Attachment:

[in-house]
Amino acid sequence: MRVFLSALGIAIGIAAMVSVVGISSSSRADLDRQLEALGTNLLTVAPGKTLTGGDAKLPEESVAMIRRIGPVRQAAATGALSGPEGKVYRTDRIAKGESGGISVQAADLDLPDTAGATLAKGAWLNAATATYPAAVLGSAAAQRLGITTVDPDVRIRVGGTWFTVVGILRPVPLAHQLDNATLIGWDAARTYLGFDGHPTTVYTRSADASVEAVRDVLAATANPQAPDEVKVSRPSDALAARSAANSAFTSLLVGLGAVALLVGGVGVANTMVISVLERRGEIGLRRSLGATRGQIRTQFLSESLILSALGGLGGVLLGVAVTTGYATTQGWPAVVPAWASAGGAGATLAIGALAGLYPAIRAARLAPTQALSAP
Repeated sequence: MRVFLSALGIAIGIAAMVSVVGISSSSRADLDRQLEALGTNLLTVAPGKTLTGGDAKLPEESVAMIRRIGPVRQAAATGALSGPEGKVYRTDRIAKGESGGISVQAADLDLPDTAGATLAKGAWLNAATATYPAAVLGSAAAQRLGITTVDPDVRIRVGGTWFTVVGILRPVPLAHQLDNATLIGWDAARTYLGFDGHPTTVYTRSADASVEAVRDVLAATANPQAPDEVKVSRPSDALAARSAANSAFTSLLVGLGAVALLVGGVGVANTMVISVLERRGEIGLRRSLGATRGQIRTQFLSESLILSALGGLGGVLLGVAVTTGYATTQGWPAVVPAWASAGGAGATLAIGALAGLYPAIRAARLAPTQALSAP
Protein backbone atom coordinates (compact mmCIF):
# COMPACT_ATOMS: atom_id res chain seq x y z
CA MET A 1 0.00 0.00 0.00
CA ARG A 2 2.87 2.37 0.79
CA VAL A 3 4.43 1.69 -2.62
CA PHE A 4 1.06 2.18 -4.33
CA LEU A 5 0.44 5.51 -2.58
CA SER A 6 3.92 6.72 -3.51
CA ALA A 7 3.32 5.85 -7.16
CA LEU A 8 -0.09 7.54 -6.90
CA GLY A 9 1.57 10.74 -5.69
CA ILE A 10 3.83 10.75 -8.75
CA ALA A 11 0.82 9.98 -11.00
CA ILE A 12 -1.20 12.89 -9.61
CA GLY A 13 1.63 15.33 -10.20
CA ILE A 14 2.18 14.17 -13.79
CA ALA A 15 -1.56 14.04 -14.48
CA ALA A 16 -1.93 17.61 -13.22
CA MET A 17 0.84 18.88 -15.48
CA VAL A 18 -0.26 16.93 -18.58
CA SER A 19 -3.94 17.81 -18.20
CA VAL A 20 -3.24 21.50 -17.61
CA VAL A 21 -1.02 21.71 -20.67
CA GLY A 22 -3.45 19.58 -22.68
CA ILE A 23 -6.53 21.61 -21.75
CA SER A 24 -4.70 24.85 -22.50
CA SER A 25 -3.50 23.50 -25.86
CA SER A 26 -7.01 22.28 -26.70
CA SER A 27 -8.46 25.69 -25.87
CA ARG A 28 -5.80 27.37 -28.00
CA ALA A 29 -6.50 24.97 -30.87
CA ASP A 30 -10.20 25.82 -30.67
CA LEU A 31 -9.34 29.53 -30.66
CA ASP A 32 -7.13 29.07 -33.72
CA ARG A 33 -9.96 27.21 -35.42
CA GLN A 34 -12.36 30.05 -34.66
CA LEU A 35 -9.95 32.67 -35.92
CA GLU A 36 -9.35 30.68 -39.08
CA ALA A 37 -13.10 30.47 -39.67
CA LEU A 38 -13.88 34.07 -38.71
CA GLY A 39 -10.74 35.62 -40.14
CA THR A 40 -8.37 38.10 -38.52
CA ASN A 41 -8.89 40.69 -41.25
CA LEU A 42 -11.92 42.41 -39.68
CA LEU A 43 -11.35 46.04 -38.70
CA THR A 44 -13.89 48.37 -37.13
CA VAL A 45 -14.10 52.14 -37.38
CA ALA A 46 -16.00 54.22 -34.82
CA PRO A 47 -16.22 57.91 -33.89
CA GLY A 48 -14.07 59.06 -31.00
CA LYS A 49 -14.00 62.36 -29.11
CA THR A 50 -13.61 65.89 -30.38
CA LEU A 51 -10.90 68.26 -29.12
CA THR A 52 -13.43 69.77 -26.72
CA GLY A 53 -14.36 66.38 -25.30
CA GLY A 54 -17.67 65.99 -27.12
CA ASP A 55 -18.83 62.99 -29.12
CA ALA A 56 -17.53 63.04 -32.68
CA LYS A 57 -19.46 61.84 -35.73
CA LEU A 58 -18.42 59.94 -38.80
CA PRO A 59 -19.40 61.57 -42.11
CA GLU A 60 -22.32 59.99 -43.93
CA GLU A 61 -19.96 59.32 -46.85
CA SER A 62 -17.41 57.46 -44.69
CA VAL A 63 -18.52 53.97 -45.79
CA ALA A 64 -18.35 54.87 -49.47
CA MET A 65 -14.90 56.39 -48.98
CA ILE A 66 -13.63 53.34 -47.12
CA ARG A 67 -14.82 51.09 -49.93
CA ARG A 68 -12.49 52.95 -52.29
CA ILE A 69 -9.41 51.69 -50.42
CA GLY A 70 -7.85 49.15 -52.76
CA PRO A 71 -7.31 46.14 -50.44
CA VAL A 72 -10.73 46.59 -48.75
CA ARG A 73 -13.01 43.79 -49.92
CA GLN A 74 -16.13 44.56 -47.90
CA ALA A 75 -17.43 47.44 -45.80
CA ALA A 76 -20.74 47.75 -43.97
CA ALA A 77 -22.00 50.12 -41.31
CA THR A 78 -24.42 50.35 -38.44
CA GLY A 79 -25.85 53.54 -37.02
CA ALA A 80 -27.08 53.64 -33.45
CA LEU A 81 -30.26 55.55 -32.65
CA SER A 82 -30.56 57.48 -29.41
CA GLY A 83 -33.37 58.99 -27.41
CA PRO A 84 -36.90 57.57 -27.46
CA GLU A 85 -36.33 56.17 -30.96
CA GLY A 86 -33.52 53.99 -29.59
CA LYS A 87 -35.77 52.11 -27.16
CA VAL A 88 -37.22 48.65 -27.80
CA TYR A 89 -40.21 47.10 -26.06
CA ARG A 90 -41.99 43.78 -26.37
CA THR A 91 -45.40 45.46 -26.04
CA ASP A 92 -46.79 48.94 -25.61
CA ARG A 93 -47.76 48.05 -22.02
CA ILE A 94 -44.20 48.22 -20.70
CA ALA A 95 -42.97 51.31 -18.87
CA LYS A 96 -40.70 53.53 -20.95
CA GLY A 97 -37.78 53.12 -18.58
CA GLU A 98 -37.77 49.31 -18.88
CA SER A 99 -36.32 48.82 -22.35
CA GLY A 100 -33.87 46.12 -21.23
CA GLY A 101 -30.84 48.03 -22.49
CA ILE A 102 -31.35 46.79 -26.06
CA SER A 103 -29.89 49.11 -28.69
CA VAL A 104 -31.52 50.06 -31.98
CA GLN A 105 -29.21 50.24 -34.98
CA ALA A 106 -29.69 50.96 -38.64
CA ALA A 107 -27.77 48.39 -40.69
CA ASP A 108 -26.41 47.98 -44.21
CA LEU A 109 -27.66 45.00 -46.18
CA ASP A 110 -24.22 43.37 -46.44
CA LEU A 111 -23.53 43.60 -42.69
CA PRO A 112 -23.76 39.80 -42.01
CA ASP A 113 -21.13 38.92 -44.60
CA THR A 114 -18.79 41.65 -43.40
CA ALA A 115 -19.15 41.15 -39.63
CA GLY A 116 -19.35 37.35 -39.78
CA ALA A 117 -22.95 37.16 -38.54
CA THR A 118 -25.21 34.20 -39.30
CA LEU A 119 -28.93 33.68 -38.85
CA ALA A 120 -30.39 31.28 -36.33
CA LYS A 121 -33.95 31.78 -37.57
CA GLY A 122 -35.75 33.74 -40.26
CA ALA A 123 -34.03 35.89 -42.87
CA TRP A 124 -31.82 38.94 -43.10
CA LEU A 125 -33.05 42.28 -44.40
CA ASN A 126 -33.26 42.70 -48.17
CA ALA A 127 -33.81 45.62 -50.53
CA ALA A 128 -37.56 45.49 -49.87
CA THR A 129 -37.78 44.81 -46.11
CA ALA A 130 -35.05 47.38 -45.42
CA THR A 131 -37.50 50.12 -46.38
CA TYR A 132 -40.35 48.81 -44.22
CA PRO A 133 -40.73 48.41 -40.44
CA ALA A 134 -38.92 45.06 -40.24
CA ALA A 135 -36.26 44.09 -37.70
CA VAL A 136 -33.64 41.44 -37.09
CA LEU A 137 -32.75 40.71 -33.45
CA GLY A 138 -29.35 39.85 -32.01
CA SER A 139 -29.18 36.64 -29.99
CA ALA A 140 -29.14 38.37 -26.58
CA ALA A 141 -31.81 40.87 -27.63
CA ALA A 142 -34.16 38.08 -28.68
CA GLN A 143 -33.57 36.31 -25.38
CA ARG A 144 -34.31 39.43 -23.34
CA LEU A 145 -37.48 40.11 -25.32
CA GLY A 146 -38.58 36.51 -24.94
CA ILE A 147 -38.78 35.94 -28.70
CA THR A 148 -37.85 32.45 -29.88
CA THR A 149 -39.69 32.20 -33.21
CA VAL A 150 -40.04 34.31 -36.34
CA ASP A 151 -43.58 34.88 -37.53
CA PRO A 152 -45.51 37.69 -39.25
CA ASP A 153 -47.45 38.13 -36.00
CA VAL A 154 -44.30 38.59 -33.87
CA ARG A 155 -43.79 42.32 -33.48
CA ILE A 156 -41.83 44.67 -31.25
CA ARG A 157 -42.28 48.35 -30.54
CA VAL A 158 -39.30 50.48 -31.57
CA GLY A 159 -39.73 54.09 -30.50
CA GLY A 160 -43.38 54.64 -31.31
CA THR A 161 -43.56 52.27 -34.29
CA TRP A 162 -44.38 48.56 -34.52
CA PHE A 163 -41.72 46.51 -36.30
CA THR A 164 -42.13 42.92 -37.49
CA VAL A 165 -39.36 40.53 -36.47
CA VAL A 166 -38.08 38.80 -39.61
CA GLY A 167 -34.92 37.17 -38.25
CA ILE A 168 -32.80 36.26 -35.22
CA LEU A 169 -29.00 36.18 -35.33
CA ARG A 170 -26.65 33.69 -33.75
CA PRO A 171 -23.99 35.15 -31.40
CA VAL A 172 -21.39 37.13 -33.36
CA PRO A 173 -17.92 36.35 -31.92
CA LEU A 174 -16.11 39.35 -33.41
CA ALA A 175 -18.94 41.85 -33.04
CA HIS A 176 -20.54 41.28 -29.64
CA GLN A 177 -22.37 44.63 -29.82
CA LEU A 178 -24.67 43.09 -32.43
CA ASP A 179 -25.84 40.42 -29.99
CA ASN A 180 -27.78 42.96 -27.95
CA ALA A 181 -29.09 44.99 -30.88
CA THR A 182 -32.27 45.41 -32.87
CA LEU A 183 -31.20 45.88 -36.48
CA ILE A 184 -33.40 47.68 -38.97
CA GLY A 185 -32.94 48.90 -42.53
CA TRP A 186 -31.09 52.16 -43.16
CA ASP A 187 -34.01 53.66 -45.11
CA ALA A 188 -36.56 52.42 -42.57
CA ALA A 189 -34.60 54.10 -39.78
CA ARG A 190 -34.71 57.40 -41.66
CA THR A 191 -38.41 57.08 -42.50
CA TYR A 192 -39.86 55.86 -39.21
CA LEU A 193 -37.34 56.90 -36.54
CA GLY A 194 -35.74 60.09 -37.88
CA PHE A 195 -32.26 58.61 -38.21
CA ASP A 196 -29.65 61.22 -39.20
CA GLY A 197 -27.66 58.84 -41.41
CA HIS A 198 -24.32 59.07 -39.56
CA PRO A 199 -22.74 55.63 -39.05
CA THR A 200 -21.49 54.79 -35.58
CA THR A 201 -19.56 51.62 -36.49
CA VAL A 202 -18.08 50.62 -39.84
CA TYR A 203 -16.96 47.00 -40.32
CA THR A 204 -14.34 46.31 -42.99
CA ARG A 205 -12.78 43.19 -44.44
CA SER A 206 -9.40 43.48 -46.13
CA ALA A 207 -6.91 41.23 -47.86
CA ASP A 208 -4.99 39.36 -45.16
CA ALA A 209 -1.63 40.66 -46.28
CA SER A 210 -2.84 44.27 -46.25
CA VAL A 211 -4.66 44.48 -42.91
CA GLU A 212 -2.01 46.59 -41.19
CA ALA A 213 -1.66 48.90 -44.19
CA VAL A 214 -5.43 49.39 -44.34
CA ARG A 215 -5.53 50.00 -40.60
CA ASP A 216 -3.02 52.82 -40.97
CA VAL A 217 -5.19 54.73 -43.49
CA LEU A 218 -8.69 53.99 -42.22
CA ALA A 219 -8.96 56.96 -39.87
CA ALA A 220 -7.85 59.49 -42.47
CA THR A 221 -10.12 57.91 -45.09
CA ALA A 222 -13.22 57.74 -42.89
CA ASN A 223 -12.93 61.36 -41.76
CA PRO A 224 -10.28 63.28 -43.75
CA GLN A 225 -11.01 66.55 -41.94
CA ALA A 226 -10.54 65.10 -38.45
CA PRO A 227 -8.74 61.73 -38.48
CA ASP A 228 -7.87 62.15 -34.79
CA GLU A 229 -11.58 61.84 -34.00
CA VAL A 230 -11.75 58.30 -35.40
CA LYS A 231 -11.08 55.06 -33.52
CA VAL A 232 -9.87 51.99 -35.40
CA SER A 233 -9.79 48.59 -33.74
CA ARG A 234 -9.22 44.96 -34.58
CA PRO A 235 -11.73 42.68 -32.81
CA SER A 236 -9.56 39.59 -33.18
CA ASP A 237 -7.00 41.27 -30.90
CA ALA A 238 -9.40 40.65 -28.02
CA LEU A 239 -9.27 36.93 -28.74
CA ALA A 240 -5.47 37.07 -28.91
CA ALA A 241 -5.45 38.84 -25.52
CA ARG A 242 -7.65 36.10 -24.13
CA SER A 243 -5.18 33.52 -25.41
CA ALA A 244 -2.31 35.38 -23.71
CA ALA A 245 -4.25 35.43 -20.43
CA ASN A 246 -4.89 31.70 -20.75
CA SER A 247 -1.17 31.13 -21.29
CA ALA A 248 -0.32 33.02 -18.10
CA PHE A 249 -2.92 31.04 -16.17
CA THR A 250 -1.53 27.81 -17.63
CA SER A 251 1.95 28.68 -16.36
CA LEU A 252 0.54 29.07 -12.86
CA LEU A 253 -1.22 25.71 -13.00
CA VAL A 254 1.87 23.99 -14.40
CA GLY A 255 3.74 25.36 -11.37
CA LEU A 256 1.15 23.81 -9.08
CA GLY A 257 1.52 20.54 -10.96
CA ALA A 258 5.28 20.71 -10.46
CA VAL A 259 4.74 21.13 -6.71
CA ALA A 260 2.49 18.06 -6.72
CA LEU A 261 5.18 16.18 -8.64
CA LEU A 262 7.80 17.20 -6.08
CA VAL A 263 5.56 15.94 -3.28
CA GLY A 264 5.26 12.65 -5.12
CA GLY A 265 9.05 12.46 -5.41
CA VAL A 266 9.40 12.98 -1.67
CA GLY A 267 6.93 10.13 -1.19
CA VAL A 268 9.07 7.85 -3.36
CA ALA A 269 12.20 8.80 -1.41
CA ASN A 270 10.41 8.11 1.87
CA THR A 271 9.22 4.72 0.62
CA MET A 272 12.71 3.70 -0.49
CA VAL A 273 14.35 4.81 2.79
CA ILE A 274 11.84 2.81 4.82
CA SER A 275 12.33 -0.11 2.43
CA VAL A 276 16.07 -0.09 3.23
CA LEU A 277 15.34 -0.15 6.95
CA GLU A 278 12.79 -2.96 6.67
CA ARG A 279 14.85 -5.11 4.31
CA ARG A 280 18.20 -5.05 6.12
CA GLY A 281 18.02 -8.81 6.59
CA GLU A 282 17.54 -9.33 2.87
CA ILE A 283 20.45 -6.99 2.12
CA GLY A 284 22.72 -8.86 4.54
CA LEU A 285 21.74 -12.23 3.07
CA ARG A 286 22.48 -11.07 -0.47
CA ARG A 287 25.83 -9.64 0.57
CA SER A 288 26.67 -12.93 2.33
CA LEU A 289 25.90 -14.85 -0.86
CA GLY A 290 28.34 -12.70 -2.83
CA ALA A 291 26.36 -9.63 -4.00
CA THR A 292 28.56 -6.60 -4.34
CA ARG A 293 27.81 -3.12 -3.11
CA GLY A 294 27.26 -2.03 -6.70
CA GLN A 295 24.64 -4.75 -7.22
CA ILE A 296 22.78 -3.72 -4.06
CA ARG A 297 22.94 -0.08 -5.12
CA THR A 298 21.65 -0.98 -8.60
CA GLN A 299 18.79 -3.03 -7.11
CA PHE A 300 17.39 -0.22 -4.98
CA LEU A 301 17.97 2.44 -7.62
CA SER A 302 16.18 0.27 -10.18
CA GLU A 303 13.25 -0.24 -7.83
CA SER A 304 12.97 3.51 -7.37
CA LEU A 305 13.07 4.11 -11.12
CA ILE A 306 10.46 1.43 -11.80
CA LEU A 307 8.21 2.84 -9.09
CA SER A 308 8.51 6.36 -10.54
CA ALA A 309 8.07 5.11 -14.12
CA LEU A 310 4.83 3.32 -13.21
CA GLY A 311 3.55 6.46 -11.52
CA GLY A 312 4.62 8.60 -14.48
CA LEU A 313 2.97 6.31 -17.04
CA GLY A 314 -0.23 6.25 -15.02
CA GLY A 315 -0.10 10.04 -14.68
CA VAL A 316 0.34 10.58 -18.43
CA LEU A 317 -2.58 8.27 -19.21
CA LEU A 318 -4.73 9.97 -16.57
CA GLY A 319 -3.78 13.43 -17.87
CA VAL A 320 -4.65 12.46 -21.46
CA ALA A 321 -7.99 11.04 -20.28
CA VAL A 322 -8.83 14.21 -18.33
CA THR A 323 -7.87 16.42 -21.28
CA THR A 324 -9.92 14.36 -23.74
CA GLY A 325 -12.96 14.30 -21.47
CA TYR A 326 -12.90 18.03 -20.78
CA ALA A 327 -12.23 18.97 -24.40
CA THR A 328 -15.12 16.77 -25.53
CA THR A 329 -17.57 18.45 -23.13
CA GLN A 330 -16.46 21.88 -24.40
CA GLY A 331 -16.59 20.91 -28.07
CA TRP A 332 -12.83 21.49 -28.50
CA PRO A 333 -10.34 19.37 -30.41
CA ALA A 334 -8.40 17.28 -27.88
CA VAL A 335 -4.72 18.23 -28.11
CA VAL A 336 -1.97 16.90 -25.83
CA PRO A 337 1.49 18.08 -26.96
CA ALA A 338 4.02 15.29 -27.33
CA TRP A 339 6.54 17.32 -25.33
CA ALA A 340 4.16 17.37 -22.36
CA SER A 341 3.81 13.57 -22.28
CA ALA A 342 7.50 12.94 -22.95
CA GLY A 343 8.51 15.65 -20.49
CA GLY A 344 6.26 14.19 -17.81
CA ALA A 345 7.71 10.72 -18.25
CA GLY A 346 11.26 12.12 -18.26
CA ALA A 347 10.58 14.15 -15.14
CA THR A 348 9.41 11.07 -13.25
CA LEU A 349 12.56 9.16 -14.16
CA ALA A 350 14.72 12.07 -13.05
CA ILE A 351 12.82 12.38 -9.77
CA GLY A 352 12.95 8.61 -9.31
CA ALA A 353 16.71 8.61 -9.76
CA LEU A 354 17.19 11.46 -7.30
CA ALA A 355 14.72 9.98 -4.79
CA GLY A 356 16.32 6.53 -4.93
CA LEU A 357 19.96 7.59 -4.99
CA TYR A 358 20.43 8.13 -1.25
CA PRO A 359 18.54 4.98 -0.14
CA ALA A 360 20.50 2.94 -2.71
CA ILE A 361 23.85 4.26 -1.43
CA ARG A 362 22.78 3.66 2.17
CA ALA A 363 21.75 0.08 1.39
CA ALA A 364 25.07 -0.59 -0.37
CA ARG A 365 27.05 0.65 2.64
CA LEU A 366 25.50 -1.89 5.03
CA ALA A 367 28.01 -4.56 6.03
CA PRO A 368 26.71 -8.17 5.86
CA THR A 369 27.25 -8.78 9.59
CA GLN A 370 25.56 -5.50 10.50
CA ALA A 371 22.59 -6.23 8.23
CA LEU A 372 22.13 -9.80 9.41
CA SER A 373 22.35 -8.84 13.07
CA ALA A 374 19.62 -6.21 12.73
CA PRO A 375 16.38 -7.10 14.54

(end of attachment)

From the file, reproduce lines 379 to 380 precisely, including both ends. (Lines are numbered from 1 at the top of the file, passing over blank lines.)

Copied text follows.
CA ALA A 374 19.62 -6.21 12.73
CA PRO A 375 16.38 -7.10 14.54